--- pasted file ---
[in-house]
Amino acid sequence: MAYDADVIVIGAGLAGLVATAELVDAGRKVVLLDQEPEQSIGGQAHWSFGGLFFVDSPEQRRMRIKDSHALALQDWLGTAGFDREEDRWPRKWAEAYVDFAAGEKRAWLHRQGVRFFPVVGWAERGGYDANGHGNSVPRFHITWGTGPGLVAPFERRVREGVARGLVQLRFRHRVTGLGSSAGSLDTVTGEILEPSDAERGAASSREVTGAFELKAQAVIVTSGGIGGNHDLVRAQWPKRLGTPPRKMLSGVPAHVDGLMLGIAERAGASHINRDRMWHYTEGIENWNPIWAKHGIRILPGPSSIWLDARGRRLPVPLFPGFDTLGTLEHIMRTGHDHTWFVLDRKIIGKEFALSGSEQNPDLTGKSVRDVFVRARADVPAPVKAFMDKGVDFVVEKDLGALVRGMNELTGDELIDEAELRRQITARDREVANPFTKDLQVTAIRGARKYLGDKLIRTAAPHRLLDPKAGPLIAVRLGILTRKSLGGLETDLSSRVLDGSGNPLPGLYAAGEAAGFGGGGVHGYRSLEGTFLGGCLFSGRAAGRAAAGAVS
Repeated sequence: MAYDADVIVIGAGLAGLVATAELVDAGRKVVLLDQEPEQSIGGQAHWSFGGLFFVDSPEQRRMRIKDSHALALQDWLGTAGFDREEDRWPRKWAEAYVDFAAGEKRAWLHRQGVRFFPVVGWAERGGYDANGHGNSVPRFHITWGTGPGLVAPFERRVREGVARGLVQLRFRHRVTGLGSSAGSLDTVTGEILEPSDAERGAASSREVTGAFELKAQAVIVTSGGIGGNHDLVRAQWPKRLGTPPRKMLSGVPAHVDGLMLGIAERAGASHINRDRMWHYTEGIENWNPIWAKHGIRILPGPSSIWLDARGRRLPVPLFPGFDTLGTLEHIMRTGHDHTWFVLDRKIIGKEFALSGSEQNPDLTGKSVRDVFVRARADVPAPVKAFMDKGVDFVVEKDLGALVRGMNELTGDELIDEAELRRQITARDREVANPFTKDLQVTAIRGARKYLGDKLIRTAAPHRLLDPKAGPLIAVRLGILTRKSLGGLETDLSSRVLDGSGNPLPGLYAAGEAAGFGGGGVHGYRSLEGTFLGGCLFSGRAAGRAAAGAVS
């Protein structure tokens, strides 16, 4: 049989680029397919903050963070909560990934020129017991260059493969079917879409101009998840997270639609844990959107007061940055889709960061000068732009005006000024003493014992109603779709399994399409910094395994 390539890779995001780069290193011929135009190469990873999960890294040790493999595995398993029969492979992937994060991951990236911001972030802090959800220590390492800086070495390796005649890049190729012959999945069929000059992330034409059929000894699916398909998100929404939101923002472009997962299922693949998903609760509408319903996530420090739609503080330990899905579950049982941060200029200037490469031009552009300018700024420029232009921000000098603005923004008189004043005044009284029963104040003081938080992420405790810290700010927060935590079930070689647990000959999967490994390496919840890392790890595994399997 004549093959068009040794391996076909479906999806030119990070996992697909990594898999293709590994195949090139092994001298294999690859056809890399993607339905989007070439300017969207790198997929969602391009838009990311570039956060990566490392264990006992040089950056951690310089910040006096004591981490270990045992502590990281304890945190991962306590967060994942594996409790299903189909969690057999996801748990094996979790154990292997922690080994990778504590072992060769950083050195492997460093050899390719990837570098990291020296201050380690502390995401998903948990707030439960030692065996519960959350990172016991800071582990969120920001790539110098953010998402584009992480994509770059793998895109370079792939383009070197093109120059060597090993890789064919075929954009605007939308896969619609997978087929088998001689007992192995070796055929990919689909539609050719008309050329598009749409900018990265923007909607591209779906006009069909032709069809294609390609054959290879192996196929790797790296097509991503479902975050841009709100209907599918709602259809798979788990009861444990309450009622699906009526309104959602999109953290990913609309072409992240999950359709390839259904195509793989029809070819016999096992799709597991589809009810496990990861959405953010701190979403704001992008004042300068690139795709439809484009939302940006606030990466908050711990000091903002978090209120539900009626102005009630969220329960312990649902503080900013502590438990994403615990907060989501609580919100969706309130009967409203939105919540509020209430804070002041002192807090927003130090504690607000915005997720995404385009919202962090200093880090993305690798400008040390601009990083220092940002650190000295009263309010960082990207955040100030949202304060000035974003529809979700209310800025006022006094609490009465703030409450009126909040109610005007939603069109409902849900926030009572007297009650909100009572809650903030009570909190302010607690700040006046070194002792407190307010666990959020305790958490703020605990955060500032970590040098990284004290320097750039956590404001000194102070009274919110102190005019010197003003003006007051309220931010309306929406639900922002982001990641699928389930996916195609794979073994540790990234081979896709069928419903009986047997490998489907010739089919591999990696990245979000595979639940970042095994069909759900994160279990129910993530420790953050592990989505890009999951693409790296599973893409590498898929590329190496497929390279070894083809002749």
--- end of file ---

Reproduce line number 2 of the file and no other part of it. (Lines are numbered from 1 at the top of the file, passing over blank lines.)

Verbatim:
Amino acid sequence: MAYDADVIVIGAGLAGLVATAELVDAGRKVVLLDQEPEQSIGGQAHWSFGGLFFVDSPEQRRMRIKDSHALALQDWLGTAGFDREEDRWPRKWAEAYVDFAAGEKRAWLHRQGVRFFPVVGWAERGGYDANGHGNSVPRFHITWGTGPGLVAPFERRVREGVARGLVQLRFRHRVTGLGSSAGSLDTVTGEILEPSDAERGAASSREVTGAFELKAQAVIVTSGGIGGNHDLVRAQWPKRLGTPPRKMLSGVPAHVDGLMLGIAERAGASHINRDRMWHYTEGIENWNPIWAKHGIRILPGPSSIWLDARGRRLPVPLFPGFDTLGTLEHIMRTGHDHTWFVLDRKIIGKEFALSGSEQNPDLTGKSVRDVFVRARADVPAPVKAFMDKGVDFVVEKDLGALVRGMNELTGDELIDEAELRRQITARDREVANPFTKDLQVTAIRGARKYLGDKLIRTAAPHRLLDPKAGPLIAVRLGILTRKSLGGLETDLSSRVLDGSGNPLPGLYAAGEAAGFGGGGVHGYRSLEGTFLGGCLFSGRAAGRAAAGAVS